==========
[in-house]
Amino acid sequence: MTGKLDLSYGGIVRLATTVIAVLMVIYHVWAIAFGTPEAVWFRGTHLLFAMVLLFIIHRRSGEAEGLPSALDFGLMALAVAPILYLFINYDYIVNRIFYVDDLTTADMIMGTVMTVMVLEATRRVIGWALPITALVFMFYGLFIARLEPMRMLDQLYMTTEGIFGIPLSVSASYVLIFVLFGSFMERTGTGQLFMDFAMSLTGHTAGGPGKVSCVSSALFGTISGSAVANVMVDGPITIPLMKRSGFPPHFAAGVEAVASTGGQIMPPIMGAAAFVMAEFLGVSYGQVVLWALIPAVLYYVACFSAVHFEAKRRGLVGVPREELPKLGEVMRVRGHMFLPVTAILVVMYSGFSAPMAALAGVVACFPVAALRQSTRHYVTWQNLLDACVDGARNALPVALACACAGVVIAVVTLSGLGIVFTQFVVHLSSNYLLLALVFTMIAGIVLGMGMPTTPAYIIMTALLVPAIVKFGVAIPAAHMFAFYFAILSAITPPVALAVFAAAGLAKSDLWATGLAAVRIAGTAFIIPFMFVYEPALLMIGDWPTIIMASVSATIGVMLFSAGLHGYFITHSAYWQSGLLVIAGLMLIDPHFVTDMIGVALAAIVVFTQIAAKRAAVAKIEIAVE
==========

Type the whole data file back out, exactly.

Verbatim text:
[in-house]
Amino acid sequence: MTGKLDLSYGGIVRLATTVIAVLMVIYHVWAIAFGTPEAVWFRGTHLLFAMVLLFIIHRRSGEAEGLPSALDFGLMALAVAPILYLFINYDYIVNRIFYVDDLTTADMIMGTVMTVMVLEATRRVIGWALPITALVFMFYGLFIARLEPMRMLDQLYMTTEGIFGIPLSVSASYVLIFVLFGSFMERTGTGQLFMDFAMSLTGHTAGGPGKVSCVSSALFGTISGSAVANVMVDGPITIPLMKRSGFPPHFAAGVEAVASTGGQIMPPIMGAAAFVMAEFLGVSYGQVVLWALIPAVLYYVACFSAVHFEAKRRGLVGVPREELPKLGEVMRVRGHMFLPVTAILVVMYSGFSAPMAALAGVVACFPVAALRQSTRHYVTWQNLLDACVDGARNALPVALACACAGVVIAVVTLSGLGIVFTQFVVHLSSNYLLLALVFTMIAGIVLGMGMPTTPAYIIMTALLVPAIVKFGVAIPAAHMFAFYFAILSAITPPVALAVFAAAGLAKSDLWATGLAAVRIAGTAFIIPFMFVYEPALLMIGDWPTIIMASVSATIGVMLFSAGLHGYFITHSAYWQSGLLVIAGLMLIDPHFVTDMIGVALAAIVVFTQIAAKRAAVAKIEIAVE